Do You Have These Communication Fundamentals in Place?
We all know communication is vital to a productive, positive work culture. When communication works, people better connect, share information, and trust one another. Environments of trust sustain morale, are highly motivating, and help drive performance.
Do you have communication fundamentals in place? Below we’ve listed some best practices for productive, positive communication cultures—a few Dos and Don’ts for leaders, their teams and the organization at large. If followed, can deliver breakthrough results.
DO: Actively listen to feedback. When people give you feedback, don’t shoot the messenger by shutting them down or dismissing them. Feeling defensive? Ask for clarity, seeking out more information in a genuine effort to learn and grow. You may not always agree but you most certainly can make gains as you take pause, learning and listening to what’s being said.
DON’T: Sugarcoat or skirt around truth. It can be tough to “speak the truth” to others effectively, particularly in challenging communication situations. Integrity is a guiding principle in productive, positive cultures of communication. Truthfulness is also one of the most important human virtues. But the truth can’t hurt you or others; it’s what you do with it that can have negative consequences. If you struggle here, consider communication analysis and training to learn about communication styles, including your own. Ask for help from your MAP coach or trusted mentor to make improvements in this aspect of your professional development.
DO: Talk less, listen more. There’s nothing more annoying than when someone, particularly a leader, consistently communicates to others that their opinions and thoughts don’t matter. Leaders need to check their egos at the door and role model that habit for others to notice and follow. One simple, easy way to do that is talk less, listen more, and regularly invite people to share their thoughts and opinions. Make this a habit!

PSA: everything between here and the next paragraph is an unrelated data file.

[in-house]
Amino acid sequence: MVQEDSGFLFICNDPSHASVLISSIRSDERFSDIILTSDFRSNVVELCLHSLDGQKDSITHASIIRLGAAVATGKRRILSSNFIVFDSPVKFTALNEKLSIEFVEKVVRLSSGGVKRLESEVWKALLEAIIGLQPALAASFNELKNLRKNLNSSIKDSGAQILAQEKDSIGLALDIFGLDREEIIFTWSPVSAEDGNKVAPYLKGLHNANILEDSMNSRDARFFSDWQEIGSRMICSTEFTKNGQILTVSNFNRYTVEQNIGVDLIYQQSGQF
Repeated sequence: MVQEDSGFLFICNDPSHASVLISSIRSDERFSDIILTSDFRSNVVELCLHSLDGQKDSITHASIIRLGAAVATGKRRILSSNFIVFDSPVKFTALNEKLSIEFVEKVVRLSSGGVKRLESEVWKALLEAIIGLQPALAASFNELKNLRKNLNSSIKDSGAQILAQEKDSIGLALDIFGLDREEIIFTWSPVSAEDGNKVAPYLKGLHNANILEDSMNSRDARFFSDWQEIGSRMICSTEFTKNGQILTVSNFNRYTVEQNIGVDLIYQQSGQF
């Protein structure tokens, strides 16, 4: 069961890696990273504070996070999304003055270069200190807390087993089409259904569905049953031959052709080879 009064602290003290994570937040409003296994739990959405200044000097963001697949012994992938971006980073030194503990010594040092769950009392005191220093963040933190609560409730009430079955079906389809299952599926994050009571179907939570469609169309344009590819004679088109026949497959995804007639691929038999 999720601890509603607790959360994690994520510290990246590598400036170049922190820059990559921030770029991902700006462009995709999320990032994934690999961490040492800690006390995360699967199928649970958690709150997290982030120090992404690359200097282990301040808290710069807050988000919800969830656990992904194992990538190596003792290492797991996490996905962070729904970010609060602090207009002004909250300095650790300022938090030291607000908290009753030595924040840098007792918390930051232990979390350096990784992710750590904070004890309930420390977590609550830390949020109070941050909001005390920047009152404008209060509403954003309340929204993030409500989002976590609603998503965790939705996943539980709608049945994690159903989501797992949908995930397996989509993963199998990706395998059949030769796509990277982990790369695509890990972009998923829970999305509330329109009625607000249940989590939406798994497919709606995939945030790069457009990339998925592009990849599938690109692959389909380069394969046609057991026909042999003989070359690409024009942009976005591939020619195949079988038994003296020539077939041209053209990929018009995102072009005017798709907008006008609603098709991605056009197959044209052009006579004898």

DON’T: Overlook body language. Furrowed brows. Crossed arms. Lack of eye contact. A raised voice or no voice at all. Too much space, or not enough. All these and many other physical cues can tell people you’re not really connecting with others, open to what they’re sharing, and truly caring about their contributions to the culture. Check your language regularly, particularly in times when it matters most—team meetings, 1:1 staff meetings, when potentially sensitive topics arise, etc. What can you alter to communicate, “I am open to and truly respecting you”?
DO: Create a communication plan. Communication protocols and strategies can’t be taken for granted anymore, particularly with the huge variety and increase of communication tools (email, texting, phone, project management programs, etc.) and communication norms today (in person, remote, hybrid, etc.). While some aspects of the changes have made communication faster and easier, these same changes have also unintentionally created issues for many workplaces. The key is to create a communication plan that outlines the tools you’ll use, when and how they’re used, and culture-wide communication expectations. Coach people in the areas in which they may need help, giving people grace to move through the changes with understanding and support, as well as with accountability to the plan that’s being followed.
Need a proven plan for building productive, positive cultures? Contact MAP today!